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Thought it was just men who flew abroad for squalid sexual kicks? Meet the middle-aged, middle-class women who are Britain's female sex tourists
By JULIE BINDEL
PUBLISHED: 18:56 EST, 25 August 2013 | UPDATED: 11:52 EST, 26 August 2013
They are called ‘bumsters’ in Gambia, ‘Rastitutes’ or ‘beach boys’ in the Caribbean and ‘sanky pankies’ in the Dominican Republic. These are the men who, in increasing numbers, are providing sex in return for money or goods to women who want a holiday ‘romance’. The men are invariably from impoverished families, have little or no education and are sometimes illiterate.
According to the beach boys, there is little shame or stigma in selling sex to older white female tourists, and some claim earning money this way affirms their masculinity (photo from the 2012 film Paradise Love)
Most of the women are white, middle-aged or older and come from Europe and North America. They travel alone or with female friends and often have a history of unhappy relationships with men at home.They are looking for attention and excitement but end up, often without realizing it, being one half of a prostitution deal.
Barbara is one such woman. In her late 50s and divorced, she travelled to Jamaica for her first holiday alone last winter. She had fantasies about sunbathing on white sand and swimming in a clear blue sea, but no plans for a holiday romance. Her destination was an all-inclusive resort in Negril, on the western tip of Jamaica, one of the biggest destinations for female sex tourism.
‘I got off the plane at Montego Bay and — boom! — there he was,’ she tells me over the phone from her home city of Sheffield. ‘I have never seen a man as fit as Chris. His dreadlocks were down his back and his legs were like a footballer’s. I thought: “Why is he looking at me like he fancies me? I’m not his type.”’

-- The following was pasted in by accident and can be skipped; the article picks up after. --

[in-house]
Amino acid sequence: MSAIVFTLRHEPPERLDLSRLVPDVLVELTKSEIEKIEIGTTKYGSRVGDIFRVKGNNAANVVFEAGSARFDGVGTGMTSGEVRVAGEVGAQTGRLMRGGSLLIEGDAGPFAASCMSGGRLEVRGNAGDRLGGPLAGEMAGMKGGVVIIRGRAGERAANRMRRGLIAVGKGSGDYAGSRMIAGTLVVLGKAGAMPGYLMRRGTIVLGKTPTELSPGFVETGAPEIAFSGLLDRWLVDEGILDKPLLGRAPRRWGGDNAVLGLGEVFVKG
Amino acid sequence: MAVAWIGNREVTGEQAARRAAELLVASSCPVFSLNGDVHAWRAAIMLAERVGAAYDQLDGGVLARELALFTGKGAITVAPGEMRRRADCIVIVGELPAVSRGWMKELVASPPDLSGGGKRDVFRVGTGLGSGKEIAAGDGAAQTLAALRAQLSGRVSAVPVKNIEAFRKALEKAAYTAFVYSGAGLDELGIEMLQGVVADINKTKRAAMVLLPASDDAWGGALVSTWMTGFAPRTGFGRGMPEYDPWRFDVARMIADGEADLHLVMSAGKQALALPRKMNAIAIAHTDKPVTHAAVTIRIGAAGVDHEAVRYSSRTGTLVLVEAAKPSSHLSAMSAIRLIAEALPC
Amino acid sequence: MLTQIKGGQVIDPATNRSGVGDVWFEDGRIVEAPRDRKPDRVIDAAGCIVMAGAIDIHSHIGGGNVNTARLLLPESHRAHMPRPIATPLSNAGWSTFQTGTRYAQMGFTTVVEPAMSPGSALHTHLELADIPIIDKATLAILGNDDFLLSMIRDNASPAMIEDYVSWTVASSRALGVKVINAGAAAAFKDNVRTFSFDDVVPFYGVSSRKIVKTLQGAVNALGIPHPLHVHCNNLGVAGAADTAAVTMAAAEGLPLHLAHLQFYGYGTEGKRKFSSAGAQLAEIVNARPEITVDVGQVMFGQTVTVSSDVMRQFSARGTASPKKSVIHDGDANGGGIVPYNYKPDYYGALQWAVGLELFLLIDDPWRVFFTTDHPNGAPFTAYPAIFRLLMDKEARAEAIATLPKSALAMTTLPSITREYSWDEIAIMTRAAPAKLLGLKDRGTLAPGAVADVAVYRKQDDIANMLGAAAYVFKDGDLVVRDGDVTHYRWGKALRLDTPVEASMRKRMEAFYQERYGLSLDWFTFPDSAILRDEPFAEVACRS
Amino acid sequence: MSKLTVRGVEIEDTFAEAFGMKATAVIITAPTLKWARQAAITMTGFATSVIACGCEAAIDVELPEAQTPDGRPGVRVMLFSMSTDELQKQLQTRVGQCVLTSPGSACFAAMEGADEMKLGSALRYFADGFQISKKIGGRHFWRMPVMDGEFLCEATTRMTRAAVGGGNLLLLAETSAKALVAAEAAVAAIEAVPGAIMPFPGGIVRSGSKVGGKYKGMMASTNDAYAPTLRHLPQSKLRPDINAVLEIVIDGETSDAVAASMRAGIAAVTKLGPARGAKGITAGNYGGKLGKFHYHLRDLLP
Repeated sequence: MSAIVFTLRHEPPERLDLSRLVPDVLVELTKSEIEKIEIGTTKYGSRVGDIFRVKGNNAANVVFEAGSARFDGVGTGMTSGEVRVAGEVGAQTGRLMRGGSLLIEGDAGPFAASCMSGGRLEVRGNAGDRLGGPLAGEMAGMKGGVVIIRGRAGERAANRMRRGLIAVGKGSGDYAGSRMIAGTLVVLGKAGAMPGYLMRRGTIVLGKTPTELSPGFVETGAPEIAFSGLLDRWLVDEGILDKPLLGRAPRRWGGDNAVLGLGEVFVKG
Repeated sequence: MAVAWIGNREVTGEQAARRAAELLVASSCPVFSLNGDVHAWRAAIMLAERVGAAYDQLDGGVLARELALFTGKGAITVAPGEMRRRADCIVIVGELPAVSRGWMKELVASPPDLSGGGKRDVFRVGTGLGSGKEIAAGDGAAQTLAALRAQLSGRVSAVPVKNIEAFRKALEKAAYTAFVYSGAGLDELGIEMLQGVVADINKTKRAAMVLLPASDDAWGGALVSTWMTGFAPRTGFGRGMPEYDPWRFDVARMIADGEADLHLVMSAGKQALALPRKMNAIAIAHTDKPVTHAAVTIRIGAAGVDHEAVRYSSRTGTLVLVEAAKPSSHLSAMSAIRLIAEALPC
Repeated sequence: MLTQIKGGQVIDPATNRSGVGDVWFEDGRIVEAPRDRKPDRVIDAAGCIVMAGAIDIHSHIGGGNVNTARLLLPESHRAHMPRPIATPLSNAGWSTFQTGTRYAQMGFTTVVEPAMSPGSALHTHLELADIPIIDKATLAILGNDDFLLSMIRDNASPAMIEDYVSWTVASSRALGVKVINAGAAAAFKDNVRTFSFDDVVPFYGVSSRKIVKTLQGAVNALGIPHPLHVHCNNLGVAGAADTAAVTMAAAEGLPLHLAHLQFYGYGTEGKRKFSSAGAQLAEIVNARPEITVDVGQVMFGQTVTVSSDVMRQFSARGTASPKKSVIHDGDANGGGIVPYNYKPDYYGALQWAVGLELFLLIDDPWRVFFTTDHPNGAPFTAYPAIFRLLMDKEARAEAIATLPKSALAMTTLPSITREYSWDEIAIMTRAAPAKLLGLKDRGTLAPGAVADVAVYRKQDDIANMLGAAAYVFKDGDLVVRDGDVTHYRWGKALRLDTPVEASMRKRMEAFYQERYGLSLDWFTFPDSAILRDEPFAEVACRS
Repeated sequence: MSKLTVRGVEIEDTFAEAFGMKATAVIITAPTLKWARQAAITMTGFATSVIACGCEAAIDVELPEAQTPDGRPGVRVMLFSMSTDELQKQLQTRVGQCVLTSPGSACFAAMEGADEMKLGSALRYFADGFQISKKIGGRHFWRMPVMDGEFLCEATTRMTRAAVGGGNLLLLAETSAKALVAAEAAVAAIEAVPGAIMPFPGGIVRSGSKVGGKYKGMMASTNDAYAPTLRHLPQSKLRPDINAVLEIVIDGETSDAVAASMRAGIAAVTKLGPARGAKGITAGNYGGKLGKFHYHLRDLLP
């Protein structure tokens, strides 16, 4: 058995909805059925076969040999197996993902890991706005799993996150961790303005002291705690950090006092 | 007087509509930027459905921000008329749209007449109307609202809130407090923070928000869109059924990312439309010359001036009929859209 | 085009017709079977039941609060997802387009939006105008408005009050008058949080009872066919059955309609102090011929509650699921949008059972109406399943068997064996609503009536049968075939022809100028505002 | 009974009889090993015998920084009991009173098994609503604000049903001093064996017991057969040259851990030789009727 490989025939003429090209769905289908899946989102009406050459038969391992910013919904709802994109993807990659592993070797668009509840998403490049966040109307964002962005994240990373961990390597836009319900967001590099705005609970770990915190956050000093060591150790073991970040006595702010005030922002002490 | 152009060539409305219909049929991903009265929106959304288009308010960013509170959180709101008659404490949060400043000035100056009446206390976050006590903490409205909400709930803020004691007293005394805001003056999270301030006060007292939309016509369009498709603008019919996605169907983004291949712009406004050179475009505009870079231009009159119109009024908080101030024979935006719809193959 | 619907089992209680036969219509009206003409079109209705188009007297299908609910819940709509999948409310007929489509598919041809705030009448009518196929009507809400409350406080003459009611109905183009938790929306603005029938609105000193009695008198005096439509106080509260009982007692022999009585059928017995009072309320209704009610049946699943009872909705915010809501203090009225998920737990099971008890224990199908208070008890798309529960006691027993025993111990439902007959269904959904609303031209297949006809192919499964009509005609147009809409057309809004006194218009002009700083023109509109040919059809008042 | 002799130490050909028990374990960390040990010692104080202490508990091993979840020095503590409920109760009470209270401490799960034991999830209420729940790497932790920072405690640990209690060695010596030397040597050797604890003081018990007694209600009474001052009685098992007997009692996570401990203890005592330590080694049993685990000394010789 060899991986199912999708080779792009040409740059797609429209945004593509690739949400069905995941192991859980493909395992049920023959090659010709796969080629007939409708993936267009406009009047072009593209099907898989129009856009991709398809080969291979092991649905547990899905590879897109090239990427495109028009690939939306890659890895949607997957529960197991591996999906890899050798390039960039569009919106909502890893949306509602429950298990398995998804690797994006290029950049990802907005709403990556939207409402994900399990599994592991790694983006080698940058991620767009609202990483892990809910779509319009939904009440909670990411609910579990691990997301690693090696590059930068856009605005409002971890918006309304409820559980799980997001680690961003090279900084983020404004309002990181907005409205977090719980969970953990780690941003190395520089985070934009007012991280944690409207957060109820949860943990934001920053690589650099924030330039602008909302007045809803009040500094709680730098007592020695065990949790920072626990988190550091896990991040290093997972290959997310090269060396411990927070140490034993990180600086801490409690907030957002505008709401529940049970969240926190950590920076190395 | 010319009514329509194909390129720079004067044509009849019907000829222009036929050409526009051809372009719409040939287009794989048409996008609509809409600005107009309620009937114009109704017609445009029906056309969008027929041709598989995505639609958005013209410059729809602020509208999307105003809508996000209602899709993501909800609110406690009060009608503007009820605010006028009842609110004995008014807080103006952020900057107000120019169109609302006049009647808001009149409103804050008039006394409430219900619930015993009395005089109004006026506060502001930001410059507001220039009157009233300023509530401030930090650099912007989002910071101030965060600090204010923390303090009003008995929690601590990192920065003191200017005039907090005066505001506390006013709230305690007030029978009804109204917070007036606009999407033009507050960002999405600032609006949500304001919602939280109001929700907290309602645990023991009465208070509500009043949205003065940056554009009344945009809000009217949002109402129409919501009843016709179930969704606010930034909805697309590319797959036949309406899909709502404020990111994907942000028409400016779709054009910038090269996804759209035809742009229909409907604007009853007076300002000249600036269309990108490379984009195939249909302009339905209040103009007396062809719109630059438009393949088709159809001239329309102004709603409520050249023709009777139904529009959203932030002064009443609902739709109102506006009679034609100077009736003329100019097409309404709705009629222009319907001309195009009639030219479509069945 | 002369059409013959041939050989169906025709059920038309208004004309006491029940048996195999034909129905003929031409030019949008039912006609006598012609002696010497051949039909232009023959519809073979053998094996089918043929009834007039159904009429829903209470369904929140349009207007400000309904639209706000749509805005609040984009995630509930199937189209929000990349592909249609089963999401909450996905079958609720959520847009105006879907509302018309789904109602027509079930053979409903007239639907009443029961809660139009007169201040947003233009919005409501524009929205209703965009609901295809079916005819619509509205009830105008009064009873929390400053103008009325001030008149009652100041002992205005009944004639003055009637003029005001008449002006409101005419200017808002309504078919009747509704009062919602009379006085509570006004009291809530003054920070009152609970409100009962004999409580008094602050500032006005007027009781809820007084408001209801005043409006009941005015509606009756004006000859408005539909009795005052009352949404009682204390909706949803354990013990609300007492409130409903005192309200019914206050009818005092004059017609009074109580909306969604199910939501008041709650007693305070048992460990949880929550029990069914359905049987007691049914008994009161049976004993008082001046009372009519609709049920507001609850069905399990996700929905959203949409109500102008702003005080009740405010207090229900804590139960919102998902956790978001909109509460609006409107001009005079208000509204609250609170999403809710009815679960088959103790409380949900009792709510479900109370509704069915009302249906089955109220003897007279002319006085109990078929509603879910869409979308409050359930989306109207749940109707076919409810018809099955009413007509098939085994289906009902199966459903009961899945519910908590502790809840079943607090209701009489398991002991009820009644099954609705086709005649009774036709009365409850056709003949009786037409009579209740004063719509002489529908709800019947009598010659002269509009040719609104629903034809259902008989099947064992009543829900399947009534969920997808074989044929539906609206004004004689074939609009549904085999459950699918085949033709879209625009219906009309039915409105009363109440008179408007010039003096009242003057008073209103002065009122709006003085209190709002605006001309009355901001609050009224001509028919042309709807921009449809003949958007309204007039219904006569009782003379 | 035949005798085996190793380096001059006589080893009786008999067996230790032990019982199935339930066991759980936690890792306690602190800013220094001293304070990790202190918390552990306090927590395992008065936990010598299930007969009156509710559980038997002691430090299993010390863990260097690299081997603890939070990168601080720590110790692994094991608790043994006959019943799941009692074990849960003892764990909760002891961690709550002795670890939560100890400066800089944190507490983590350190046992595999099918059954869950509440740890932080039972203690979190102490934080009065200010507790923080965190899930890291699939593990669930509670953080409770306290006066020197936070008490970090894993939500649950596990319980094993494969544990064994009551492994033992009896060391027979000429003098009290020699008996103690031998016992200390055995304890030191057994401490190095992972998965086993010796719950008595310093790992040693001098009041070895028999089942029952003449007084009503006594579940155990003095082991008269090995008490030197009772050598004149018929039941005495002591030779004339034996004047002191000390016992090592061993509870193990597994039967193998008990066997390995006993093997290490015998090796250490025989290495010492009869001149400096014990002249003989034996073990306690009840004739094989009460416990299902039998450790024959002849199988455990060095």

Soon Barbara threw aside her inhibitions and realized she could behave in a way she would never dare to at home. ‘It was like total freedom. Chris was all over me and I couldn’t get enough of that beautiful body,’ she says. ‘He showered me with compliments about my legs, my hair, how I smelled, everything. He even said he liked my accent.’
Barbara’s previous marriage had been abusive and damaging, leaving her feeling, as she puts it, ‘worthless and like no man would ever look at me again’. She says: ‘Chris made me feel gorgeous and special straight away.’
Yet this was the beginning of not a holiday romance but a commercial exchange between a relatively rich Westerner and an impoverished ‘beach boy’. It is prostitution, but often only the seller, and not the buyer, is aware of that. Barbara realized Chris viewed her as a sex tourist only when one day he told her, ‘No money, no sex’, after she refused to give him cash for a drug deal.
According to the beach boys, there is little shame or stigma in selling sex to older white female tourists, and some claim earning money this way affirms their masculinity (posed by models)
Barbara, like many women who find ‘romance’ in Negril, says she is shunned by men of her own age in the UK, ‘because they want thinner, younger women and for some reason can get them’.
One young man told me the white women he had sex with made him feel sick. ‘They stink, have rough skin and look like old dogs. No wonder they have to pay for a man’
Barbara and Linda are in good company. Each year, as many as 600,000 women from Western countries are said to engage in sex tourism. (The statistics in this area are little better than guesswork, given that few would confess to engaging in the practice in a self-reporting survey, but the figures for men are thought to be many times greater.)
Read complete article at Daily Mail
My personal comments:
Tourism professionals in Jamaica and other Caribbean islands must deter the thinking that these activities are wide spread on the islands. I think that these activities are not unique to Caribbean islands or African countries. These activities happen all over the world and have been happening for centuries. Therefore, if we are branded as such, our tourism industry may suffer.
Karl A. Haughton